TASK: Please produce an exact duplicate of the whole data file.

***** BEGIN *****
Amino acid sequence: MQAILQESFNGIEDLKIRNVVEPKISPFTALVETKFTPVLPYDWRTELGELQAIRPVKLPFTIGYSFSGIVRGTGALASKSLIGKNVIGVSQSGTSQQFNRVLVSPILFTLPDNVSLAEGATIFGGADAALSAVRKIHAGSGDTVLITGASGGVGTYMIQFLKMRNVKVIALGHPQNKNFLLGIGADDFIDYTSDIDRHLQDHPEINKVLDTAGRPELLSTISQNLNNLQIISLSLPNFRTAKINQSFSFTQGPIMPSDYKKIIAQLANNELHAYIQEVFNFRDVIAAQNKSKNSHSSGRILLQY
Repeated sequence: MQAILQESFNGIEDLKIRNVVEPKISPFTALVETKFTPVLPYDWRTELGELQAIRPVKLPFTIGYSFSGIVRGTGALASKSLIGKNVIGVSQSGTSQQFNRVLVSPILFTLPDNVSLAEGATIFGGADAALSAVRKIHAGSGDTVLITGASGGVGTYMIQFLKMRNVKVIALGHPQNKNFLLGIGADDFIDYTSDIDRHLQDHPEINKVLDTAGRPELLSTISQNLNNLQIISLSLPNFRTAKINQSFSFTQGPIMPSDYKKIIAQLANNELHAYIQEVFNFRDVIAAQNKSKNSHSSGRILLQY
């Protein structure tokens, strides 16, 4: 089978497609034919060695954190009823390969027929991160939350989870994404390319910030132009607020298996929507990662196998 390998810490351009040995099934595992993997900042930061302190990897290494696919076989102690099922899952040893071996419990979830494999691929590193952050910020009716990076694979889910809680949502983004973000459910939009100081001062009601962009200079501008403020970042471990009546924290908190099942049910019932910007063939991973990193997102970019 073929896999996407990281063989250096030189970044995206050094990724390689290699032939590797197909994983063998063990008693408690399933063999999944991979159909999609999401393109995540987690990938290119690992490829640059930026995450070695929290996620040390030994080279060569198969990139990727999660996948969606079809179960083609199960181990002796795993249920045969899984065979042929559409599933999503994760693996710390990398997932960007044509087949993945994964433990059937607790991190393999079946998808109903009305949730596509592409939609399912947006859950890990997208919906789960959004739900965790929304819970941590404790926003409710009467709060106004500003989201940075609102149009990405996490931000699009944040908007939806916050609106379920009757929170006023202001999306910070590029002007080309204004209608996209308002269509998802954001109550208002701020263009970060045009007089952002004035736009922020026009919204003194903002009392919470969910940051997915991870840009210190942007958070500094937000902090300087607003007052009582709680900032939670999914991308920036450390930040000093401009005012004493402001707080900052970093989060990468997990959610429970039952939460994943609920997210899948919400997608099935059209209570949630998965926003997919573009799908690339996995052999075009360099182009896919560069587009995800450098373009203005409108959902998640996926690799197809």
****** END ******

Amino acid sequence: MQAILQESFNGIEDLKIRNVVEPKISPFTALVETKFTPVLPYDWRTELGELQAIRPVKLPFTIGYSFSGIVRGTGALASKSLIGKNVIGVSQSGTSQQFNRVLVSPILFTLPDNVSLAEGATIFGGADAALSAVRKIHAGSGDTVLITGASGGVGTYMIQFLKMRNVKVIALGHPQNKNFLLGIGADDFIDYTSDIDRHLQDHPEINKVLDTAGRPELLSTISQNLNNLQIISLSLPNFRTAKINQSFSFTQGPIMPSDYKKIIAQLANNELHAYIQEVFNFRDVIAAQNKSKNSHSSGRILLQY
Repeated sequence: MQAILQESFNGIEDLKIRNVVEPKISPFTALVETKFTPVLPYDWRTELGELQAIRPVKLPFTIGYSFSGIVRGTGALASKSLIGKNVIGVSQSGTSQQFNRVLVSPILFTLPDNVSLAEGATIFGGADAALSAVRKIHAGSGDTVLITGASGGVGTYMIQFLKMRNVKVIALGHPQNKNFLLGIGADDFIDYTSDIDRHLQDHPEINKVLDTAGRPELLSTISQNLNNLQIISLSLPNFRTAKINQSFSFTQGPIMPSDYKKIIAQLANNELHAYIQEVFNFRDVIAAQNKSKNSHSSGRILLQY
């Protein structure tokens, strides 16, 4: 089978497609034919060695954190009823390969027929991160939350989870994404390319910030132009607020298996929507990662196998 390998810490351009040995099934595992993997900042930061302190990897290494696919076989102690099922899952040893071996419990979830494999691929590193952050910020009716990076694979889910809680949502983004973000459910939009100081001062009601962009200079501008403020970042471990009546924290908190099942049910019932910007063939991973990193997102970019 073929896999996407990281063989250096030189970044995206050094990724390689290699032939590797197909994983063998063990008693408690399933063999999944991979159909999609999401393109995540987690990938290119690992490829640059930026995450070695929290996620040390030994080279060569198969990139990727999660996948969606079809179960083609199960181990002796795993249920045969899984065979042929559409599933999503994760693996710390990398997932960007044509087949993945994964433990059937607790991190393999079946998808109903009305949730596509592409939609399912947006859950890990997208919906789960959004739900965790929304819970941590404790926003409710009467709060106004500003989201940075609102149009990405996490931000699009944040908007939806916050609106379920009757929170006023202001999306910070590029002007080309204004209608996209308002269509998802954001109550208002701020263009970060045009007089952002004035736009922020026009919204003194903002009392919470969910940051997915991870840009210190942007958070500094937000902090300087607003007052009582709680900032939670999914991308920036450390930040000093401009005012004493402001707080900052970093989060990468997990959610429970039952939460994943609920997210899948919400997608099935059209209570949630998965926003997919573009799908690339996995052999075009360099182009896919560069587009995800450098373009203005409108959902998640996926690799197809």